Flexible catheter suctioning is useful for suctioning smaller airways such as those found in pediatric patients or patients who have an advanced airway in place. EMT's may not suction farther than is readily visible unless specifically allowed by local protocol. Flexible suction catheter length is measured by the length between the mastoid process (or lower earlobe) and the nose; if you'll notice, this is similar to the measurement for a NPA. Flexible catheters may be fed down the nares if necessary as well as inserted into advanced airways. A stoma should always be suctioned with a flexible suction catheter.

Both flexible and rigid suction tips can be "Whistle-tip" configuration meaning they have an opening close to where the tip attaches to the large diameter suction tubing in addition to the suction opening at the end. This "whistle" opening provides an alternate entry for air into the tip which means that suction at the end is very weak when this hole is open. Placing a finger over the opening directs all the suction to the tip, turning it "on". If the suction catheter does not have an opening, suction at the tip is continuous as long as the suction unit is on.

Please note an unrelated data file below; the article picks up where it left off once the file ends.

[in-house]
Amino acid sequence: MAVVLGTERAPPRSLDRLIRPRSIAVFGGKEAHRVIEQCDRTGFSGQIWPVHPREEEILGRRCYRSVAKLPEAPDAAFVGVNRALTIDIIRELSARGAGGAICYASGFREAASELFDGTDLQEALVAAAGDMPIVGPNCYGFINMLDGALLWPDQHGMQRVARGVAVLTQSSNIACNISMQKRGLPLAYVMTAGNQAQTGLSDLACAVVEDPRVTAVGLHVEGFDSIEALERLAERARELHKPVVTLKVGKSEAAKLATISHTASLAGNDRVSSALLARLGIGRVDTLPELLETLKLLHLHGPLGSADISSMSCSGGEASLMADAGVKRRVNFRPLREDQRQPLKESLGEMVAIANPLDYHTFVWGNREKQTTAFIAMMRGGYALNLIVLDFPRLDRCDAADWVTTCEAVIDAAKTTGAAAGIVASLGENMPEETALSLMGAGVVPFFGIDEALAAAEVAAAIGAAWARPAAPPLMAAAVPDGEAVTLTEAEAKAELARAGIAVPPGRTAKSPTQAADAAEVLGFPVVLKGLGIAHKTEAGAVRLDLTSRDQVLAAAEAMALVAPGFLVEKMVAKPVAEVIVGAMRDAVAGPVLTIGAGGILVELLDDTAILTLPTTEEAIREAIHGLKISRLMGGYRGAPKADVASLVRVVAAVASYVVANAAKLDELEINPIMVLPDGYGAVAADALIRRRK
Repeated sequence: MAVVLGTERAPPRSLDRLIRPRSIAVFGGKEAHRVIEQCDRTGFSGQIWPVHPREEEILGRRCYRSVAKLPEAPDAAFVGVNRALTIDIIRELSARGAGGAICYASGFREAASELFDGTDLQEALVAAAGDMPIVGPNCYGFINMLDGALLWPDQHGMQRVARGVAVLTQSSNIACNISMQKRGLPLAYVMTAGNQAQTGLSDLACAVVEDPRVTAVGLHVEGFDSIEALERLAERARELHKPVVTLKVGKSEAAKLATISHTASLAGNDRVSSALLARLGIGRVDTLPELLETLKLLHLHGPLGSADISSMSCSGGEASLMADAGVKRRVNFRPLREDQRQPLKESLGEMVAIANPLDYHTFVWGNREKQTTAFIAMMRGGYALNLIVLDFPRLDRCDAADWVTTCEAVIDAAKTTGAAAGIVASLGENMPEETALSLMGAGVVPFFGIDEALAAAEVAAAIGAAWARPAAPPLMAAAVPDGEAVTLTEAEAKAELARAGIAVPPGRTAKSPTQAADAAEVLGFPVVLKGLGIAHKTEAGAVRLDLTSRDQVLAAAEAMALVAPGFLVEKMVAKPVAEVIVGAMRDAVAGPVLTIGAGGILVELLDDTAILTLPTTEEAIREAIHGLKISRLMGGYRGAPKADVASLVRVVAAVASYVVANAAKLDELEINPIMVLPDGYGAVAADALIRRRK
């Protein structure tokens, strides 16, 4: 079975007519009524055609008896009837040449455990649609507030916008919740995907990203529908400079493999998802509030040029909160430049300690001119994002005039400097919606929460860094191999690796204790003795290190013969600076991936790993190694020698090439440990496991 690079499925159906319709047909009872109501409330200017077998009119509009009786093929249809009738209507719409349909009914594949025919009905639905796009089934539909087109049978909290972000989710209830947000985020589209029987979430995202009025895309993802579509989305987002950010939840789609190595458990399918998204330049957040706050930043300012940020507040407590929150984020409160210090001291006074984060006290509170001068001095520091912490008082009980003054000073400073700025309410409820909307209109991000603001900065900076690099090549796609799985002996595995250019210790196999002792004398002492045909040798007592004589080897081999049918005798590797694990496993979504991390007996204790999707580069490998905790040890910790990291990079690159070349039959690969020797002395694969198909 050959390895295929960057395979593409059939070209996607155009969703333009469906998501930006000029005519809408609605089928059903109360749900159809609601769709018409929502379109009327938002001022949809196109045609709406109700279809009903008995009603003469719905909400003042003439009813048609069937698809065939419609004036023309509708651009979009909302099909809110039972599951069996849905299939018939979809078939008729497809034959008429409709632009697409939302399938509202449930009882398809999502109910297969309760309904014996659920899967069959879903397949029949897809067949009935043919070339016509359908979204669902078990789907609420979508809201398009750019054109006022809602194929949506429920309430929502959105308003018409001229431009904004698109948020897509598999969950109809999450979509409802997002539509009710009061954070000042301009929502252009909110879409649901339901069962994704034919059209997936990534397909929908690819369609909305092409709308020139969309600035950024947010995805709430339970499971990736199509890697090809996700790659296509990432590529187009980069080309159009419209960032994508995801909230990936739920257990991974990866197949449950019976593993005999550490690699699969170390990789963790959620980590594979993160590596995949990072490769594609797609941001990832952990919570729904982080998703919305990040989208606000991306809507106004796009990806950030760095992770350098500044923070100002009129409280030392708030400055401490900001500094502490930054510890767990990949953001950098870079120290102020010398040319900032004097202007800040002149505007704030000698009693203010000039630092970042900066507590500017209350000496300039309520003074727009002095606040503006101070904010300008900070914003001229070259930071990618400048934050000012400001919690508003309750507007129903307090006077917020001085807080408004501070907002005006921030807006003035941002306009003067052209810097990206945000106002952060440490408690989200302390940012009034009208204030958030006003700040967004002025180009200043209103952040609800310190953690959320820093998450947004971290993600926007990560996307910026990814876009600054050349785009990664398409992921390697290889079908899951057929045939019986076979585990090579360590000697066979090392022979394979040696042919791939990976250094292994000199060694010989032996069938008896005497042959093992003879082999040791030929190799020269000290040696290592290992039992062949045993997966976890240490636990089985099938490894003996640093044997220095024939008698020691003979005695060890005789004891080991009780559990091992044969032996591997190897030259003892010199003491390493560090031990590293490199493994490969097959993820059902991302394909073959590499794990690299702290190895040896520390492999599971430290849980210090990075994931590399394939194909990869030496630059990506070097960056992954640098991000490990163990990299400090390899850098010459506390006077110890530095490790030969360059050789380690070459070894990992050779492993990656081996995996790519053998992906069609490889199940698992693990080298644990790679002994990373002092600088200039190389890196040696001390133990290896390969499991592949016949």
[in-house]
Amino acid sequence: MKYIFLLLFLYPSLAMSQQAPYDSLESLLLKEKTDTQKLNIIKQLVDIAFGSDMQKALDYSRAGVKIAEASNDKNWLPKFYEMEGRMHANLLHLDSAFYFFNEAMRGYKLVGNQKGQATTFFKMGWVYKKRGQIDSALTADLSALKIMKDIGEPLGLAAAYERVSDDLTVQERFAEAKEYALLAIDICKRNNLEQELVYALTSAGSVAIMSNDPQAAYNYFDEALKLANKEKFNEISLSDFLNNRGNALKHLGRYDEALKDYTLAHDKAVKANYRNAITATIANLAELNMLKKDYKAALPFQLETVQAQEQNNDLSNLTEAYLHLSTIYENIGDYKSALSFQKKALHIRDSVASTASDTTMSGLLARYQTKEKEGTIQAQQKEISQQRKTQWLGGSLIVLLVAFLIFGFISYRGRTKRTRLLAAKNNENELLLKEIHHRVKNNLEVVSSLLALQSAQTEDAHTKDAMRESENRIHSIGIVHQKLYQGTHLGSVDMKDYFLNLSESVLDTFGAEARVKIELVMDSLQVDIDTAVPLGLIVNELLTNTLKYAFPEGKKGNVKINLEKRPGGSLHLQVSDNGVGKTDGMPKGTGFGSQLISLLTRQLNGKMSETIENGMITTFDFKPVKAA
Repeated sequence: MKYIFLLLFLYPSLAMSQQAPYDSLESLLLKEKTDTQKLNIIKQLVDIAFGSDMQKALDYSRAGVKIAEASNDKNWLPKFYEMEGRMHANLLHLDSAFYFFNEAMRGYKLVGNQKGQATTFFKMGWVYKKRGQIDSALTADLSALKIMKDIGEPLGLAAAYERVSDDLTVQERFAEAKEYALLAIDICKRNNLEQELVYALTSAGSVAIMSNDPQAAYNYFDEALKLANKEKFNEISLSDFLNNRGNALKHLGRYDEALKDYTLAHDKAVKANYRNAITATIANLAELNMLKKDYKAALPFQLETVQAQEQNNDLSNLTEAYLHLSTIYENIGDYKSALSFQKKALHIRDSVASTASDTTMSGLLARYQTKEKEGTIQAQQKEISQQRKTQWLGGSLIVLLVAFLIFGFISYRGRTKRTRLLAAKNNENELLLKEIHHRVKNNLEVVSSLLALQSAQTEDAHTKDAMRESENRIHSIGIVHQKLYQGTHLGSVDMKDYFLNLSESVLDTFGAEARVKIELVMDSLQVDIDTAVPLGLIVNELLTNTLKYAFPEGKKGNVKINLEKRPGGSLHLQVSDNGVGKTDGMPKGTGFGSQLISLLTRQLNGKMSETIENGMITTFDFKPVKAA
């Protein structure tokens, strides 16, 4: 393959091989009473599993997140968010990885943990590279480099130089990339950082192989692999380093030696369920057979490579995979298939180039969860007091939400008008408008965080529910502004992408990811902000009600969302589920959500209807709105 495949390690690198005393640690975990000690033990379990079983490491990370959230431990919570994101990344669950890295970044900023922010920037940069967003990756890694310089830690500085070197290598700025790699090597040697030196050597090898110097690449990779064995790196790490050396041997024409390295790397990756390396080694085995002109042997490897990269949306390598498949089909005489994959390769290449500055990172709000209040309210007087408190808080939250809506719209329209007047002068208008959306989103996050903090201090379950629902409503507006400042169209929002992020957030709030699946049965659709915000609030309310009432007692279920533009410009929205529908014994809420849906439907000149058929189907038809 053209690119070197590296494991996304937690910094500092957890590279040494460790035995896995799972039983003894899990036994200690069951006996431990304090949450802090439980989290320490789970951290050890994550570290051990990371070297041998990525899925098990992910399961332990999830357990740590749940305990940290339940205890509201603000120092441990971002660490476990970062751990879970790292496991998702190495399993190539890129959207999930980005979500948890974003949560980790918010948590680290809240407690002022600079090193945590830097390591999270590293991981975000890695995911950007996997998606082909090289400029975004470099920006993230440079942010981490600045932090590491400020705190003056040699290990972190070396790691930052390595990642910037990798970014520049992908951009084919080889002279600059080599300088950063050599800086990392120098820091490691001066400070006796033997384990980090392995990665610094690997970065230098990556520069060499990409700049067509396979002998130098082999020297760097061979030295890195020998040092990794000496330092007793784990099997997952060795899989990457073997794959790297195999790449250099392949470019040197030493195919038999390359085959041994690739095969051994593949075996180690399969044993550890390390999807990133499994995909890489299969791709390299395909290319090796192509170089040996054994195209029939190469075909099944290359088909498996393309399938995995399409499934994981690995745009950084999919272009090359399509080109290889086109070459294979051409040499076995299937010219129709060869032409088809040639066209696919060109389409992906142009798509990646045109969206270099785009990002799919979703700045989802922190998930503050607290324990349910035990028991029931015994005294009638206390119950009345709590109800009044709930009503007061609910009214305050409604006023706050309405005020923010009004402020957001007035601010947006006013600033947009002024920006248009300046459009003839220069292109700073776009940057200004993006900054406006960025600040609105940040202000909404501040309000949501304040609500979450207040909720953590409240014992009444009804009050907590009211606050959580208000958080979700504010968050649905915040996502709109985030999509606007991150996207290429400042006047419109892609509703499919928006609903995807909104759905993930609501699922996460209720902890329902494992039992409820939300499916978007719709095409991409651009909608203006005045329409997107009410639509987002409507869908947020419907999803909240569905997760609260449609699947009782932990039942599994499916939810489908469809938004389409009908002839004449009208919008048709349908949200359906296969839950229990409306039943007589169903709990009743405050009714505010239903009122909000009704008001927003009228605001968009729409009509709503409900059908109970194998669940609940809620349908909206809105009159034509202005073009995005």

1. Assemble. Attach the both vacuum side of the pump and the vacuum tubing to the fluid collection canister.
  2. Test. Turn the vacuum pump on, and test the tubing connections by bending the vacuum tubing to occlude it and listen for the sound of the pump to change indicating it is working harder. If this does not happen, check the airtightness of the seals between the vacuum pump, the canister and the tubing, and check that the canister lid is seated.
  3. Measure. Attach the appropriate tip for the type of suctioning being performed, and measure from the tip of the nose to the ear lobe on the patient to note how deep to insert the suction tip
  4. Suction. Insert the suction tip to the measured depth and then cover the whistle opening to suction only while withdrawing. For catheters without a whistle opening, the tubing may be kinked during insertion to prevent suction during insertion. Suction for no more than 15 seconds in an adult, 10 seconds in a child and 5 seconds in an infant
  5. Rinse. Suction tips may become clogged or jammed with debris, withdraw the tip and remove debris and flush with water as needed to maintain adequate suction.
  6. Oxygenate. Oxygen administration should be provided after suctioning.

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Keywords medical, trauma
SDG SDG03 Good health and well-being
Authors Catherine Mohr
License CC-BY-SA-4.0
Language English (en)
Related 0 subpages, 6 pages link here
Impact 518 page views
Created November 5, 2020 by Emilio Velis
Modified October 23, 2023 by Maintenance script
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